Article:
Adams's arrest is dramatic and unprecedented
Are we so blase about our recent dark past that we can shrug off this development and move on?
Infamy, infamy, they've all got it in for me. That was the standard Sinn Fein response last week to the arrest of Gerry Adams for questioning about the murder, 40 years ago, of a widowed mother of 10.
Regardless of one's political persuasion, it seemed an inadequate reaction, to say the least. As Newstalk's political editor Shane Coleman pointed out on Thursday's Right Hook, the arrest of a major political leader in Ireland in such circumstances is both dramatic and unprecedented.
Have we really grown so blase about Ireland's recent dark history that we can immediately shrug off this development and move on? Were our sensibilities really so dulled by the Troubles that we fail to even notice, let alone process, how strange the country has become?
Of course Sinn Fein was always going to allege that the timing of the arrest of Gerry Adams during an election campaign was "politically motivated". What else could it say?
History has slung this albatross called Adams around its neck. Sinn Fein has to explain its presence as best it can. Even Mary Lou McDonald, used to making a silk purse out of a sow's ear in interviews, was struggling to present this latest development in a positive light; but then she was caught in a dilemma of her own making.
When Fianna Fail leader Micheal Martin recently went public with serious allegations about the internal cover-up of rape and sexual abuse by members of the republican movement, Sinn Fein's response was unequivocal: bring these matters to the proper authorities. Let the police decide what to do about them. In the meantime, shut up.
Suddenly, the narrative of trusting the police to be the final arbiters of what should and should not be prosecuted is replaced with a different line. Now, apparently, Sinn Fein reserves the right to the final say about which crimes should be investigated.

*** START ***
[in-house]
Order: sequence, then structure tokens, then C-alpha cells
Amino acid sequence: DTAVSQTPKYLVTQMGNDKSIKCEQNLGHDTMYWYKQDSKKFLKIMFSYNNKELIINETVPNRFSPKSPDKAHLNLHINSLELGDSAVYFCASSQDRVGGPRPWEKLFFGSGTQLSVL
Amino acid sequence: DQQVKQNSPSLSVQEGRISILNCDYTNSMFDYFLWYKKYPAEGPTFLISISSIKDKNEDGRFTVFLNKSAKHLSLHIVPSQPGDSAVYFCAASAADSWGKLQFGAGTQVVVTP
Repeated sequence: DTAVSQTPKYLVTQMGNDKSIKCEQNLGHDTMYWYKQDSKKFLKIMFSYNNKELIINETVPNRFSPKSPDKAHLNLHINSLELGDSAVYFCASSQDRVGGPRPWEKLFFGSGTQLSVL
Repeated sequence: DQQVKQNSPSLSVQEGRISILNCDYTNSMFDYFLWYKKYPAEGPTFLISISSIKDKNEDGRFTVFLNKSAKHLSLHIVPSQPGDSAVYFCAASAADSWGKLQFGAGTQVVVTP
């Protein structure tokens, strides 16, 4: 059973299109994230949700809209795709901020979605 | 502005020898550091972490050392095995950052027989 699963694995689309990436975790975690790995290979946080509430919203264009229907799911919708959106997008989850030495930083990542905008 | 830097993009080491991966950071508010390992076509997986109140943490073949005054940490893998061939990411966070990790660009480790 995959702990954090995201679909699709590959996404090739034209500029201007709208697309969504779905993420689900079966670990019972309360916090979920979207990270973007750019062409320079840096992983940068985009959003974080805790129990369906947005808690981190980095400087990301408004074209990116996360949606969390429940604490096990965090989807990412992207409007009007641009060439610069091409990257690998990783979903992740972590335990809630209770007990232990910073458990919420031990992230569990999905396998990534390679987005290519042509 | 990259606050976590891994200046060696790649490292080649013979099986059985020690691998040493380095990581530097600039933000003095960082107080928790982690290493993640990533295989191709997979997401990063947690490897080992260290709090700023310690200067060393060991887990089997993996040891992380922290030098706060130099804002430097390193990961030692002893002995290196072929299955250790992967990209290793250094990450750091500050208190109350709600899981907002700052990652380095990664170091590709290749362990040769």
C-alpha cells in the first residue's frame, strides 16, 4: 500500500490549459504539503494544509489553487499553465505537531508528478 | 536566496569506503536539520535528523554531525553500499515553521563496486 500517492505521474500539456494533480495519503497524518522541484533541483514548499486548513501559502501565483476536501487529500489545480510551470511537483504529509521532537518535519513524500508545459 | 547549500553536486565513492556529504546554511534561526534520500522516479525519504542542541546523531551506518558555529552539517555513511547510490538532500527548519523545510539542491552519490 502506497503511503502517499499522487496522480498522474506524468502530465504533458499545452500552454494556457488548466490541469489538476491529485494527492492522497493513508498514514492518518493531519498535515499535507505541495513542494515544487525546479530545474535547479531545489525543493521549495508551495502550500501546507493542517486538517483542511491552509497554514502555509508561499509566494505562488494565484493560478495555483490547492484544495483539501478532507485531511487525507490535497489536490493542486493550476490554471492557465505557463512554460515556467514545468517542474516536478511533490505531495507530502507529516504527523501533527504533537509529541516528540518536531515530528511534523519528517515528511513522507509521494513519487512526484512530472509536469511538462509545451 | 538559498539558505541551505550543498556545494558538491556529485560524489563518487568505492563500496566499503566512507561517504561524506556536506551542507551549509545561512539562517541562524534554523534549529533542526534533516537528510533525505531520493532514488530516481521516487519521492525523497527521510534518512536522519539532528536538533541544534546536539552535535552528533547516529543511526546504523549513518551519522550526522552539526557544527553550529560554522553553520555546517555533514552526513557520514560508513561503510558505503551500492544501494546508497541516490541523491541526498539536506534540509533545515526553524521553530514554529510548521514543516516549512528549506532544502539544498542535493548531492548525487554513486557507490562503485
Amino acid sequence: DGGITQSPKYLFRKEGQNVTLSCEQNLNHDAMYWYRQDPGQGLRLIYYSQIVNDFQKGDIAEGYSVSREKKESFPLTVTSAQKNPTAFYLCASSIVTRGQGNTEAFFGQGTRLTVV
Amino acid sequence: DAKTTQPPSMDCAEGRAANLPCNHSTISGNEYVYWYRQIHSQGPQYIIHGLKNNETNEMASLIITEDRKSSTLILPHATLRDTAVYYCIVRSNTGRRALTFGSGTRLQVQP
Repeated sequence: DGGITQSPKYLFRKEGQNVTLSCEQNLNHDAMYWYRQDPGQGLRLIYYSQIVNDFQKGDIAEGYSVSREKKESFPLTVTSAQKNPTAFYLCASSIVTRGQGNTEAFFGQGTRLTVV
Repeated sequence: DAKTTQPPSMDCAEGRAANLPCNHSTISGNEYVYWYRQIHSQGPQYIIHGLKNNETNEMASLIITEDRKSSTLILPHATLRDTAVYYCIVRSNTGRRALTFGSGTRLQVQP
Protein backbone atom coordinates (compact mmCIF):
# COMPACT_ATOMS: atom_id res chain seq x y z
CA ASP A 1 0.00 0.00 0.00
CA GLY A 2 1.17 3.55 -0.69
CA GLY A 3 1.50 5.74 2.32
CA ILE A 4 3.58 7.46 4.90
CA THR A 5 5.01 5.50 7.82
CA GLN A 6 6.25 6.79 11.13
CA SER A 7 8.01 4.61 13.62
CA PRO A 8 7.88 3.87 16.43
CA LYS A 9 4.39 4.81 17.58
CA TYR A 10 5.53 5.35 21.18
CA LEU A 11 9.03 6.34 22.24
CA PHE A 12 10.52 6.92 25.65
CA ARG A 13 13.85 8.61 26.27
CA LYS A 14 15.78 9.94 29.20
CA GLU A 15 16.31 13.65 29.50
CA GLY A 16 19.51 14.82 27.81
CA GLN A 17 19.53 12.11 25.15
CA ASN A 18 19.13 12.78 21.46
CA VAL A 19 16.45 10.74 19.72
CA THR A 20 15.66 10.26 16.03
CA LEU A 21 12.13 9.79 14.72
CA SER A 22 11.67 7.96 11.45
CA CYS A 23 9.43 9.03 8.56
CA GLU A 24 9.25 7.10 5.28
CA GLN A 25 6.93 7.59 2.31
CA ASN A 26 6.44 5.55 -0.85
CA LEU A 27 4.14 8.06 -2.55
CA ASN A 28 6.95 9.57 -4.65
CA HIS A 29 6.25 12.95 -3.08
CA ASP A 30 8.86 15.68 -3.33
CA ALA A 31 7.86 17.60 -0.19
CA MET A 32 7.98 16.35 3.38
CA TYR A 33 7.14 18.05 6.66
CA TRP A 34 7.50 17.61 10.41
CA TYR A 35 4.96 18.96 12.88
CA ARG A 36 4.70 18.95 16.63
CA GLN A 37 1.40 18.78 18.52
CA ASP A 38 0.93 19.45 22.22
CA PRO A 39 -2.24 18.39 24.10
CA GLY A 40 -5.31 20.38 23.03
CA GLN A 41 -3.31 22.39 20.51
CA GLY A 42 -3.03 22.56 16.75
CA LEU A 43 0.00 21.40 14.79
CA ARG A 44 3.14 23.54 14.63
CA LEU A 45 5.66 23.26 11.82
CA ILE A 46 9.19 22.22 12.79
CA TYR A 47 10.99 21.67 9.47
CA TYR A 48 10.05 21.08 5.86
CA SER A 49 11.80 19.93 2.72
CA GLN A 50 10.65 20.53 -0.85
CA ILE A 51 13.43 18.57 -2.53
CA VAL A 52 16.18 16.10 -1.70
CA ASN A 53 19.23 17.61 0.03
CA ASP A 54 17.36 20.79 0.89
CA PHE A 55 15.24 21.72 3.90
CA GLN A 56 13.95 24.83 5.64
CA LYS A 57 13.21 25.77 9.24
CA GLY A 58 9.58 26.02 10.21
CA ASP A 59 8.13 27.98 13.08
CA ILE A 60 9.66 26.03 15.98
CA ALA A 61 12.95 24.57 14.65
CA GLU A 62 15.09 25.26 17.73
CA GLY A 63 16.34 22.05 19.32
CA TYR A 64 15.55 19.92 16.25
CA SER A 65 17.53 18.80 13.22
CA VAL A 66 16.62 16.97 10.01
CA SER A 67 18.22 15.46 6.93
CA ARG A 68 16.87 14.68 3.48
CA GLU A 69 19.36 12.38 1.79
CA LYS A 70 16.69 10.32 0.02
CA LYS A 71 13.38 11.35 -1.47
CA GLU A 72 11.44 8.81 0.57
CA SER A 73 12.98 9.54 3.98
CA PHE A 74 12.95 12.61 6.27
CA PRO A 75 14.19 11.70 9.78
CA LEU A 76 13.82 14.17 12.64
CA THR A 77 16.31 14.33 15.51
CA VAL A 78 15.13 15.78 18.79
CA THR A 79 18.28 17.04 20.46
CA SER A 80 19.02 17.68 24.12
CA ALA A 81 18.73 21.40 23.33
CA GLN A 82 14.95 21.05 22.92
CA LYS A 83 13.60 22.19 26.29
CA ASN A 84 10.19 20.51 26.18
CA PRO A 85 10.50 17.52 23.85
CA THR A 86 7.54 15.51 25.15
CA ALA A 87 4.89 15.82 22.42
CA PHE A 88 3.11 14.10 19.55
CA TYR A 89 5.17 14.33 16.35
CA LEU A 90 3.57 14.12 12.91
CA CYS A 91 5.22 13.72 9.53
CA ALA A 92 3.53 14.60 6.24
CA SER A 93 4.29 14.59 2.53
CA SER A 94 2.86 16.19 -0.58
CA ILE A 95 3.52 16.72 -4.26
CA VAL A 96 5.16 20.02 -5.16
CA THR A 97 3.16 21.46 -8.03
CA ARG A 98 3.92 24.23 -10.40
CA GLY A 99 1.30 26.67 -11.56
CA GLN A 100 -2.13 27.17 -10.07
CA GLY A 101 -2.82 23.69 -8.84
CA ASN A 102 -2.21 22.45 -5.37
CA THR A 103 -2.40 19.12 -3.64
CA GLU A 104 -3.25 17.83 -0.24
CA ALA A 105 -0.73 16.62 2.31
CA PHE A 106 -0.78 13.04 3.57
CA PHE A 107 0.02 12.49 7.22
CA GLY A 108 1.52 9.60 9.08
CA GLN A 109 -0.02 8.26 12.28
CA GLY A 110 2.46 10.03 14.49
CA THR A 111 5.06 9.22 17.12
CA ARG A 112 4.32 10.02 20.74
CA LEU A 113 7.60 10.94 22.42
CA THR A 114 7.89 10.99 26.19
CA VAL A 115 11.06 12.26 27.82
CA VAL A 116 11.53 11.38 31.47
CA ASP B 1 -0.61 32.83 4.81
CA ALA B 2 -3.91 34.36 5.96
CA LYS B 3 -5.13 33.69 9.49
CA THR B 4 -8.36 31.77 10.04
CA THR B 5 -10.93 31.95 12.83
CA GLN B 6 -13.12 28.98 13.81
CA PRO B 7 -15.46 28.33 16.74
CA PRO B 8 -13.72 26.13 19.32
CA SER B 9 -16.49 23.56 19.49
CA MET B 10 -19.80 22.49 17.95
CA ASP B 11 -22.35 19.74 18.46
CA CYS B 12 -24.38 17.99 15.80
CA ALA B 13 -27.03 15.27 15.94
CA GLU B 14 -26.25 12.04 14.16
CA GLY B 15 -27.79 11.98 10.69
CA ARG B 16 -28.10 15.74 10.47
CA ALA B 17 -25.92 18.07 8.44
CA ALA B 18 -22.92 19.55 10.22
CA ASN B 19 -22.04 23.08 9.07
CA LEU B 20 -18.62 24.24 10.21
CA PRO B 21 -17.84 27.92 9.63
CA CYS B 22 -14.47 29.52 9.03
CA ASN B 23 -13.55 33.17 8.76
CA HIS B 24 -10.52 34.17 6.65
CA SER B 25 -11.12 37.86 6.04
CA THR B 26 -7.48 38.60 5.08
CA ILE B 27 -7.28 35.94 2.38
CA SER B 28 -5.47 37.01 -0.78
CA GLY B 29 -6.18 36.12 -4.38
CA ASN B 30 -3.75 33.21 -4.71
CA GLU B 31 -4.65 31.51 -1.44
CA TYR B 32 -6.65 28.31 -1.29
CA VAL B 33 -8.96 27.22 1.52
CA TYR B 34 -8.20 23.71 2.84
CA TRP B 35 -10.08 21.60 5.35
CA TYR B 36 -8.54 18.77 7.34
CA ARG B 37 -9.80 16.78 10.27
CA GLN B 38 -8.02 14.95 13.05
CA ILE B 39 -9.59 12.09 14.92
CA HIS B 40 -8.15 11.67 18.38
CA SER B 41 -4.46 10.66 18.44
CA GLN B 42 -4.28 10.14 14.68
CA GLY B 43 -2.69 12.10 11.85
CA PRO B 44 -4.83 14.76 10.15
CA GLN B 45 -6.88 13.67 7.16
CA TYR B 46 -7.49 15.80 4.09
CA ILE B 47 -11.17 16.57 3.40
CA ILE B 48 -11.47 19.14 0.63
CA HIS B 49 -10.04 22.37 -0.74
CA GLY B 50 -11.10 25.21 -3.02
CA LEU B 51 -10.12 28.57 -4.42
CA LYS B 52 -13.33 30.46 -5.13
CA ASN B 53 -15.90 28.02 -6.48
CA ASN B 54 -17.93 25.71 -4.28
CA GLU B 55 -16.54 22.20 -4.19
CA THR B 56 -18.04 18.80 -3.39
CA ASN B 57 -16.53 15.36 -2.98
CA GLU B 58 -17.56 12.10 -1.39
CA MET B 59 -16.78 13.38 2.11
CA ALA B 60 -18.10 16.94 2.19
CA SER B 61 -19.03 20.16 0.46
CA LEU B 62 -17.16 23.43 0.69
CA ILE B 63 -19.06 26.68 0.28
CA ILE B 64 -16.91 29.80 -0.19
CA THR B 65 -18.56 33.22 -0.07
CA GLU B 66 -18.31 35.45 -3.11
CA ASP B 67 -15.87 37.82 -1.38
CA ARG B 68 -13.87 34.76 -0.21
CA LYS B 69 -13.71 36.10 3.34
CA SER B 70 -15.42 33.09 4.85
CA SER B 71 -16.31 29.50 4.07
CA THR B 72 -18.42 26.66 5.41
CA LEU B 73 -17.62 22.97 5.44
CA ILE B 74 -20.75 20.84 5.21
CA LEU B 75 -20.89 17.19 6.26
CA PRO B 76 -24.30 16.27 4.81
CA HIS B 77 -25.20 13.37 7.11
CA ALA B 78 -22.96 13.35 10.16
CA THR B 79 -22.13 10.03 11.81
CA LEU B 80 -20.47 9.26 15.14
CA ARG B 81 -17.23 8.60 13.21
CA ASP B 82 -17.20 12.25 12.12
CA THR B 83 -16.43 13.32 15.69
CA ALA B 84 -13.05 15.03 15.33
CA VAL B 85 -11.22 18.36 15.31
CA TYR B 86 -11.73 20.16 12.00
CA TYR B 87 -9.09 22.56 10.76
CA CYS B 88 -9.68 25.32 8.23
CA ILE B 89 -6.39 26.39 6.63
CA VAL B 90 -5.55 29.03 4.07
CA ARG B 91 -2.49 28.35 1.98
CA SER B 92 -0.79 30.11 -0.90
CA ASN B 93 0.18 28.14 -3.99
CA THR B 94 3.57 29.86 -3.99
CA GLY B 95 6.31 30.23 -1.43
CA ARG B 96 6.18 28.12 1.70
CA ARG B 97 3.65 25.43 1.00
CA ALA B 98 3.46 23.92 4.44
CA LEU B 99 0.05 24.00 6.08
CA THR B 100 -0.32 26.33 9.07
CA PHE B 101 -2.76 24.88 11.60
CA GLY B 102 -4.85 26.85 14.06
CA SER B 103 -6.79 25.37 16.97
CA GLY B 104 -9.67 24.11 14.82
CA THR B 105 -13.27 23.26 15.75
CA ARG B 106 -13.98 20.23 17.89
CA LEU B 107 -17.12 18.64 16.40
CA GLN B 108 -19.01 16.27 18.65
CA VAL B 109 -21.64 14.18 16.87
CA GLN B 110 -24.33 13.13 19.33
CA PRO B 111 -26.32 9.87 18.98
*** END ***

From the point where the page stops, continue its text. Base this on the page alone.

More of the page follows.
Mary Lou mutters darkly about "shadowy forces" within unionism and the Northern security services; the North's Deputy First Minister Martin McGuinness channels his inner Obi Wan Kenobi and blames the "dark side".
Niall O'Dowd at Irish Central even claims that Adams had been targeted for arrest because Sinn Fein "present a threat to the established order" and the establishment will "do anything to bring them down" and stop them ... well, what? Taking some seats in the European Parliament? That's hardly going to bring down the system from within. Form a coalition after the next election with Fine Gael or Fianna Fail? Ask the PDs, Greens and Labour if that's such a glittering prize. In fact, it could be said the best way to stop Sinn Fein's rise is to get it into coalition as soon as possible, as annihilation tends to follow swiftly for the junior partner in any such deal.
There are undoubtedly elements within unionism and the security forces who would love nothing better than to claim Gerry Adams's scalp, but it's hard to make a credible case that his arrest is part of some grand masterplan to thwart the rise of Sinn Fein when there is just as much chance that it would have the opposite effect.
The forces of which Mary Lou and McGuinness talk may be shadowy, but they're not stupid. Sinn Fein is simply discovering, once again, the perils of having a party leader who remains unable to meld the two parts of his character – tribal leader and bridge-building peacemaker – into a convincing whole. It's always going to be a hostage to fortune whilst Adams is around, and, even if this latest drama does blow over, it's only a matter of time before the next crisis comes along.